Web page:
Therefore, sex should be considered when designing and analyzing studies in all areas and at all levels of biomedical and health-related research. The study of sex differences is evolving into a mature science. There is now sufficient knowledge of the biological basis of sex differences to validate the scientific study of sex differences and to allow the generation of hypotheses with regard to health. The next step is to move from the descriptive to the experimental phase and establish the conditions that must be in place to facilitate and encourage the scientific study of the mechanisms and origins of sex differences. Naturally occurring variations in sex differentiation can provide unique opportunities to obtain a better understanding of basic differences and similarities between and within the sexes.
Barriers to the advancement of knowledge about sex differences in health and illness exist and must be eliminated. Scientists conducting research on sex differences are confronted with an array of barriers to progress, including ethical, financial, sociological, and scientific factors.
The committee provides scientific evidence in support of the conclusions presented above and makes recommendations to advance the understanding of sex differences and their effects on health and illness.
Abstract: Reproductive health services address contraception, sterilization and abortion, and new technologies such as gamete selection and manipulation, in vitro fertilization and surrogate motherhood. Artificial fertility control and medically assisted reproduction are opposed by conservative religions and philosophies, whose adherents may object to participation. Physicians’ conscientious objection to non-lifesaving interventions in pregnancy have long been accepted. Nurses’ claims are less recognized, allowing nonparticipation in abortions but not refusal of patient preparation and aftercare. Objections of others in health-related activities, such as serving meals to abortion patients and typing abortion referral letters, have been disallowed. Pharmacists may claim refusal rights over fulfilling prescriptions for emergency (post-coital) contraceptives and drugs for medical (i.e. non-surgical) abortion. This paper addresses limits to conscientious objection to participation in reproductive health services, and conditions to which rights of objection may be subject. Individuals have human rights to freedom of religious conscience, but institutions, as artificial legal persons, may not claim this right.
Abstract: Principles of religious freedom protect physicians, nurses and others who refuse participation in medical procedures to which they hold conscientious objections. However, they cannot decline participation in procedures to save life or continuing health. Physicians who refuse to perform procedures on religious grounds must refer their patients to non-objecting practitioners. When physicians refuse to accept applicants as patients for procedures to which they object, governmental healthcare administrators must ensure that non-objecting providers are reasonably accessible. Nurses’ conscientious objections to participate directly in procedures they find religiously offensive should be accommodated, but nurses cannot object to giving patients indirect aid. Medical and nursing students cannot object to be educated about procedures in which they would not participate, but may object to having to perform them under supervision. Hospitals cannot usually claim an institutional conscientious objection, nor discriminate against potential staff applicants who would not object to participation in particular procedures.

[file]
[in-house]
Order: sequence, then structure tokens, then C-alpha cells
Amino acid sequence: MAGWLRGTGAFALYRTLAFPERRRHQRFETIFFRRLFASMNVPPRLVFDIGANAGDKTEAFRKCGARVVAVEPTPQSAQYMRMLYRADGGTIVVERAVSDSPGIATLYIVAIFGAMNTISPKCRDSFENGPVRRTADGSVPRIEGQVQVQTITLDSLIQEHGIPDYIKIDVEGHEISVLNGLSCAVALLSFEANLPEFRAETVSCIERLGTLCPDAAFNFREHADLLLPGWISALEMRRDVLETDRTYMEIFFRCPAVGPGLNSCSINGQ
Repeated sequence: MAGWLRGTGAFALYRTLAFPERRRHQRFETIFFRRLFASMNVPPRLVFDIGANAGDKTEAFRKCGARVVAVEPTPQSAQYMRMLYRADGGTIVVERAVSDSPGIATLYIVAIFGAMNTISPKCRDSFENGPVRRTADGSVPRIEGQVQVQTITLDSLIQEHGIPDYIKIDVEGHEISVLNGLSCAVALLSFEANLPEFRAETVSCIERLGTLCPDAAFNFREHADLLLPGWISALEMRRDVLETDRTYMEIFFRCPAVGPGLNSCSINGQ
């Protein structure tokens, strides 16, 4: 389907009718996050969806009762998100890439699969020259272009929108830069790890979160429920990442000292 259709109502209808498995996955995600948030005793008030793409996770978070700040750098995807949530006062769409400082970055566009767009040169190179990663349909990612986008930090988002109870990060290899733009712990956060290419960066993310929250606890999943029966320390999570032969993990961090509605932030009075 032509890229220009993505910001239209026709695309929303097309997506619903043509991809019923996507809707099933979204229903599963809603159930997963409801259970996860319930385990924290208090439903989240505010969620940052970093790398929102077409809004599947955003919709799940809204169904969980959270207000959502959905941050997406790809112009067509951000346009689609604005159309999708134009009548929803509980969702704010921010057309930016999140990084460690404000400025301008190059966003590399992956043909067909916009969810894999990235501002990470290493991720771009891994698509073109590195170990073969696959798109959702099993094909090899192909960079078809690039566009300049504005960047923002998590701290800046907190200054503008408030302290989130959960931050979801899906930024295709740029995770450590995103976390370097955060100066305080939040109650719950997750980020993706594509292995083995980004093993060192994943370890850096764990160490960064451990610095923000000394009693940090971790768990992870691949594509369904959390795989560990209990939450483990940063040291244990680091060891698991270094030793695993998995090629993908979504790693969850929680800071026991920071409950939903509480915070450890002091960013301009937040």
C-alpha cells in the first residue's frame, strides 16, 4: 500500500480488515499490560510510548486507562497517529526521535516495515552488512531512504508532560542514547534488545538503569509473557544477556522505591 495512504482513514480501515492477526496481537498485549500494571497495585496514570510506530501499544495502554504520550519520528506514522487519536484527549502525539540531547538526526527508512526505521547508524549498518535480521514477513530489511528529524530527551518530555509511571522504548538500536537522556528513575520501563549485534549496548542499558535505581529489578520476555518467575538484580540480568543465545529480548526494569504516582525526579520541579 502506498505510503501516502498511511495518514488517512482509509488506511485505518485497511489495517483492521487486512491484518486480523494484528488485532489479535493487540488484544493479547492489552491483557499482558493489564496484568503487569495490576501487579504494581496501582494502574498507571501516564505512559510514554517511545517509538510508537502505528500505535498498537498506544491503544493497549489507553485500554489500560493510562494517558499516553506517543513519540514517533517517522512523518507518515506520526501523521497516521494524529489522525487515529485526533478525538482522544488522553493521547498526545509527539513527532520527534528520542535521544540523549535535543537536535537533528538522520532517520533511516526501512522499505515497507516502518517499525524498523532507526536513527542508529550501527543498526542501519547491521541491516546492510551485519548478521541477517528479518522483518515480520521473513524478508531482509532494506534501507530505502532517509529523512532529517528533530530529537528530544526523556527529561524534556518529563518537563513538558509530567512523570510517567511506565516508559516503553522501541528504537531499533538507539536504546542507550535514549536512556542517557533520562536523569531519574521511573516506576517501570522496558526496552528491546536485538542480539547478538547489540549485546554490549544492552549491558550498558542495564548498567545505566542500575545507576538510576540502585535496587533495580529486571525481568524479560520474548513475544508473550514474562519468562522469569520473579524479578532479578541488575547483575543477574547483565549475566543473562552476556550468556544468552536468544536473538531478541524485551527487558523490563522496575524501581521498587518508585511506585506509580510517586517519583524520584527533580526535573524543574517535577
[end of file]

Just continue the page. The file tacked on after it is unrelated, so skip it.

Johanna H. Groenewoud, Agnes van der Heide, Bregje D. Onwuteaka-Philipsen, Dick L. Willems, Paul J. van der Maas, Gerrit van der Wal
Background and Methods
The characteristics and frequency of clinical problems with the performance of euthanasia and physician-assisted suicide are uncertain. We analyzed data from two studies of euthanasia and physician-assisted suicide in the Netherlands (one conducted in 1990 and 1991 and the other in 1995 and 1996), with a total of 649 cases. We categorized clinical problems as technical problems, such as difficulty inserting an intravenous line; complications, such as myoclonus or vomiting; or problems with completion, such as a longer-than-expected interval between the administration of medications and death.
In 114 cases, the physician’s intention was to provide assistance with suicide, and in 535, the intention was to perform euthanasia. Problems of any type were more frequent in cases of assisted suicide than in cases of euthanasia. Complications occurred in 7 percent of cases of assisted suicide, and problems with completion (a longer-than-expected time to death, failure to induce coma, or induction of coma followed by awakening of the patient) occurred in 16 percent of the cases; complications and problems with completion occurred in 3 percent and 6 percent of cases of euthanasia, respectively. The physician decided to administer a lethal medication in 21 of the cases of assisted suicide (18 percent), which thus became cases of euthanasia. The reasons for this decision included problems with completion (in 12 cases) and the inability of the patient to take all the medications (in 5).
There may be clinical problems with the performance of euthanasia and physician-assisted suicide. In the Netherlands, physicians who intend to provide assistance with suicide sometimes end up administering a lethal medication themselves because of the patient’s inability to take the medication or because of problems with the completion of physician-assisted suicide.
Abstract: The potential and actual applications of reproductive technologies have been reviewed by many governmental committees, and laws have been enacted in several countries to accommodate, limit and regulate their use. Regulatory systems have nevertheless left some legal and ethical issues unresolved, and have caused other issues to arise. Issues that regulatory systems leave unresolved, or that systems have created, include disposal of embryos that remain after patients’ treatments are concluded, and multiple implantation and pregnancy. This may result in risks to maternal, embryonic and neonatal life and health, and the contentious relief that may be achieved by selective reduction of multiple pregnancies. A further concern arises when clinics must or choose to publicize their success rates, and they compete for favorable statistics by questionable patient selection criteria and treatment priorities.